sb.append(o3);
        sb.append(cPeriod);
        sb.append(cs4);
        sb.append(cQMark);
        sb.append("At this point each of the salesmen paid $9.00 for the room, so $9.00 * 3 = $");
        sb.append(f).append(i).append(cPeriod);
        sb.append(o4).append(cPeriod);
        sb.append("Where did the other dollar go").append(cQMark);
        System.out.println(sb);
    }
}    


Now switch back to the command prompt (CMD) and type in javac StringBuilderAppend.java and press Enter.
Now type in java StringBuilderAppend and press Enter.


C:\Java\StringBuilderAppend>javac StringBuilderAppend.java
C:\Java\StringBuilderAppend>java StringBuilderAppend
Three traveling salesmen stop at a motel to spend the night. 
They ask the desk clerk how much for a room? 
He responds $30.00. 
They each slap down $10 and the bellhop takes them up to their room.
When the bellhop comes back to the main desk, 
the clerk informs the bellhop that the true room rate should have been $25.00.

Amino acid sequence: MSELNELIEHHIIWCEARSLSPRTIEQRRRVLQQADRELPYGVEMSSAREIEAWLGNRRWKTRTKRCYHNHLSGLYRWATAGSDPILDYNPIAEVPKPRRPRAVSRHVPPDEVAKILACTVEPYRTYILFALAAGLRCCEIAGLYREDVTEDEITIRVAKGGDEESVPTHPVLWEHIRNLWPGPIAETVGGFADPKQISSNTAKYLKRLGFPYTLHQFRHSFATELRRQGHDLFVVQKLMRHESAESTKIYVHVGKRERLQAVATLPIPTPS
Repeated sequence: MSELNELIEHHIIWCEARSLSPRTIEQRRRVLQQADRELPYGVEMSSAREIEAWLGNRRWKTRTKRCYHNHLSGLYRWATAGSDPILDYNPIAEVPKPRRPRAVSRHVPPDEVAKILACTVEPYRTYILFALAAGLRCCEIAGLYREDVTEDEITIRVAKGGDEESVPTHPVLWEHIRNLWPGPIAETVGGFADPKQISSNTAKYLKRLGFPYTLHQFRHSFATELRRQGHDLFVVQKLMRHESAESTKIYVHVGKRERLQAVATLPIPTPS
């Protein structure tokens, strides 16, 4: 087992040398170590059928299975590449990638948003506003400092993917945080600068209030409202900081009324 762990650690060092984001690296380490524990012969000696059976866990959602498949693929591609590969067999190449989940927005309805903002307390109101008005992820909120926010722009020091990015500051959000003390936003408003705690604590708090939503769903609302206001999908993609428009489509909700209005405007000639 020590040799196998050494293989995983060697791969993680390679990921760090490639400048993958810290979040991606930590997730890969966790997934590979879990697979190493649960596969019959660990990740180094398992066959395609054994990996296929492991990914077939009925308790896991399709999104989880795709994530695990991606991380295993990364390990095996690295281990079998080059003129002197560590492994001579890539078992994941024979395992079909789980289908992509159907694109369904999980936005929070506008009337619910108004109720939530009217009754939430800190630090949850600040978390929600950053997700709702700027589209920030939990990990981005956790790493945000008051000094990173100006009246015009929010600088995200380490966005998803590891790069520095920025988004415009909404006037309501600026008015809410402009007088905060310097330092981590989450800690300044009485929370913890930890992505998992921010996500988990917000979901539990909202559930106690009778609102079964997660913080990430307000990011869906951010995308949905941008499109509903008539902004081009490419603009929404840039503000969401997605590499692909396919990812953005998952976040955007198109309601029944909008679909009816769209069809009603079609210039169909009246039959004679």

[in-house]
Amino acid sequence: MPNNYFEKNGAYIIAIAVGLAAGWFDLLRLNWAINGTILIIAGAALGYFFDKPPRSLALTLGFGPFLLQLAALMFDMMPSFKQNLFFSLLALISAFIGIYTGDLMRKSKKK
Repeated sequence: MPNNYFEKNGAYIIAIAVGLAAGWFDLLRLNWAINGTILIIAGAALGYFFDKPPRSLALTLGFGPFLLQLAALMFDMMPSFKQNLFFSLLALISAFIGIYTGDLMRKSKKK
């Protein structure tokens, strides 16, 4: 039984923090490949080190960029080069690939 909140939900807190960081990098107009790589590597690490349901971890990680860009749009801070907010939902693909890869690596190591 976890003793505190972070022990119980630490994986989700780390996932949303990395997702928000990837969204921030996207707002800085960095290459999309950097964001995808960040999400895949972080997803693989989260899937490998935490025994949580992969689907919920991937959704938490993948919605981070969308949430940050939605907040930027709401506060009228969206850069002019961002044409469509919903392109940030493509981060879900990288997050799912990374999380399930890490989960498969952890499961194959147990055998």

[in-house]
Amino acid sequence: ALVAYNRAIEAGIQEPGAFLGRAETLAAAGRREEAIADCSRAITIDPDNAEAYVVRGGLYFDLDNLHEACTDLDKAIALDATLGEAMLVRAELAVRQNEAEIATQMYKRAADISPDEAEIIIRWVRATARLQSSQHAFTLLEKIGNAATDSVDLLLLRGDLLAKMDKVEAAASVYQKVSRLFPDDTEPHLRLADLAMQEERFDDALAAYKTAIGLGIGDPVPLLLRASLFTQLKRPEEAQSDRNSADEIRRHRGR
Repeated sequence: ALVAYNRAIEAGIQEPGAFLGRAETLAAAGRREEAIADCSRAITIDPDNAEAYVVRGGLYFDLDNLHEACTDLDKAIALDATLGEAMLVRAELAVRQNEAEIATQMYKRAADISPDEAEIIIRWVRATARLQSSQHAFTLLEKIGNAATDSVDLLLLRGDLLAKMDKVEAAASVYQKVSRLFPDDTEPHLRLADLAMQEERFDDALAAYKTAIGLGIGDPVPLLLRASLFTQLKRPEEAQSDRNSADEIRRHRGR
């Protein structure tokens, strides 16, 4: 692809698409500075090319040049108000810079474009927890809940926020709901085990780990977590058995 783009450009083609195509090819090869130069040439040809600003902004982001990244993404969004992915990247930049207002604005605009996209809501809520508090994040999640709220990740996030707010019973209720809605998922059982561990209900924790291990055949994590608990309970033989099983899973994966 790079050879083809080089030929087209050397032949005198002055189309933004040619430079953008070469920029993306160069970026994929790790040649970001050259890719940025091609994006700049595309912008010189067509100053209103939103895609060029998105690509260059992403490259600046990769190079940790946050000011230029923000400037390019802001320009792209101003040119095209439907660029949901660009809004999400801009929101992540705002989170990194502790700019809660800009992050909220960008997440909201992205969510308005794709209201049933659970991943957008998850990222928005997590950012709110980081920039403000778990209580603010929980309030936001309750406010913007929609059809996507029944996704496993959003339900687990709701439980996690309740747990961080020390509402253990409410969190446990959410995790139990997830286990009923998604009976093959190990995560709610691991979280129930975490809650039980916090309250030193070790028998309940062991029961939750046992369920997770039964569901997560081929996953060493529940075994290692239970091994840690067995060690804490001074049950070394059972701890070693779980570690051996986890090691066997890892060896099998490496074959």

He hands the bellhop 5 one dollar bills and tells him to give the salesmen their refund.
On the way back to the room, the bellhop thinks to himself ... 
3 guys, 5 dollars - I'll pocket $2 and give them each a dollar back.
He knocks on the door and hands them each a dollar back. 
End of story right?
At this point each of the salesmen paid $9.00 for the room, so $9.00 * 3 = $27.00. 
The bellhop kept $2.00, the room was originally $30.00. 
Where did the other dollar go?


Final thoughts

When you have a method like the append method with so many overloaded versions, they tend to become gold mines for converting between data types. Let's say you want to convert a primitive double to a String. There are many ways we could do this, but we know we can pass a double argument to the StringBuilder append method. From there we know that every class has inherited the toString() method from the Object class. Bingo ... instant double to String conversion tool! String s = new StringBuilder().append(389.75).toString();


Tutorials